PepsiCo, the biggest US food and drinks company, just announced that it will buy Israel's SodaStream company for $3.2 billion dollars.
With the $3.2 billion purchase, the U.S. beverage giant continues its effort to contend with falling demand for sugar-laden soft drinks, especially sodas.
SodaStream's products, marketed as a healthy alternative to sugary sodas, fit Pepsi's goal of "making more nutritious products while limiting our environmental footprint", Nooyi said in a statement.
Daniel Birnbaum, SodaStream's CEO, said the company is honoured to be chosen as PepsiCo's beachhead into the at-home preparation market.
The keys to Sodastream's business relies on selling flavour packs that allow consumers to add their own mixes to the carbonated water.
Even rival Coca-Cola is diversifying more. The offer represents an 11% premium to the Friday closing price of SodaStream's USA -listed stock and is 32% higher than the company's 30-day volume weighted average price.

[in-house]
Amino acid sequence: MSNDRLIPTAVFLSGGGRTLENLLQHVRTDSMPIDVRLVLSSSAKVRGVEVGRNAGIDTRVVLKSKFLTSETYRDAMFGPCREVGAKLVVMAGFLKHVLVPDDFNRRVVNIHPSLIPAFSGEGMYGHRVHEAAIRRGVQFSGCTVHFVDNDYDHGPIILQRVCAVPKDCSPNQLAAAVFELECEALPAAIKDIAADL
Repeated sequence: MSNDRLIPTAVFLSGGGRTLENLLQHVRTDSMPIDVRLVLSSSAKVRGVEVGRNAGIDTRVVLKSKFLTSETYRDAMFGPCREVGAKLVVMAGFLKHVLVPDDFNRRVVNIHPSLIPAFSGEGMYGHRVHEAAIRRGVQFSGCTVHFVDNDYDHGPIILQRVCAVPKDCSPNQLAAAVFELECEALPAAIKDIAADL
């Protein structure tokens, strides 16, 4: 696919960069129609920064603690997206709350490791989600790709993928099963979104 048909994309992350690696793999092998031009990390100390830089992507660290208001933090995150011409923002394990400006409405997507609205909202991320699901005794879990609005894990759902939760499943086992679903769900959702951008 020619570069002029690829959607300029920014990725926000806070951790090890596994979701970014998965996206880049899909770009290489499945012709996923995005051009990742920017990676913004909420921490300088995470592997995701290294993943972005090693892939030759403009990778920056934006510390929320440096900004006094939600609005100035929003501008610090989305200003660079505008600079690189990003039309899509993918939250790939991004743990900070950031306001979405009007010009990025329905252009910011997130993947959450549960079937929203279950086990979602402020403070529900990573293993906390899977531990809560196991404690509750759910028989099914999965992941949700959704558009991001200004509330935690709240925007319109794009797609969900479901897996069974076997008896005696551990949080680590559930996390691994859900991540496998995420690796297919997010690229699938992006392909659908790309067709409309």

Coca-Cola, for its part, said last week that it was buying a stake in BodyArmor, a maker of sports drinks that is endorsed by retired basketball star Kobe Bryant and offers a diet version of the drink is naturally sweetened. PepsiCo's move can be seen in the context of global food and drinks companies increasingly looking to acquire companies with more health-conscious credentials.
Earlier this month, SodaStream reported its strongest results in company history, a 31 percent year-over-year jump in revenues to $172 million, an 89 percent leap in operating profit to $32 million and an 82 percent climb in net profit to $26 million.
SodaStream was set up in Britain in 1903 by a London gin distiller, and the company still had a factory in Peterborough as late as 2003, when production transferred to Israel and the West Bank under its new Israeli owners.
In 2014, actress Scarlett Johansen stepped down from her role as Oxfam ambassador after appearing in adverts for the company, while in the same year SodaStream was forced to close a store in Brighton after weekly BDS protests.
"The recent large purchases of Israeli companies proves not only the technological capabilities but also the business capabilities that have developed in Israel", he wrote.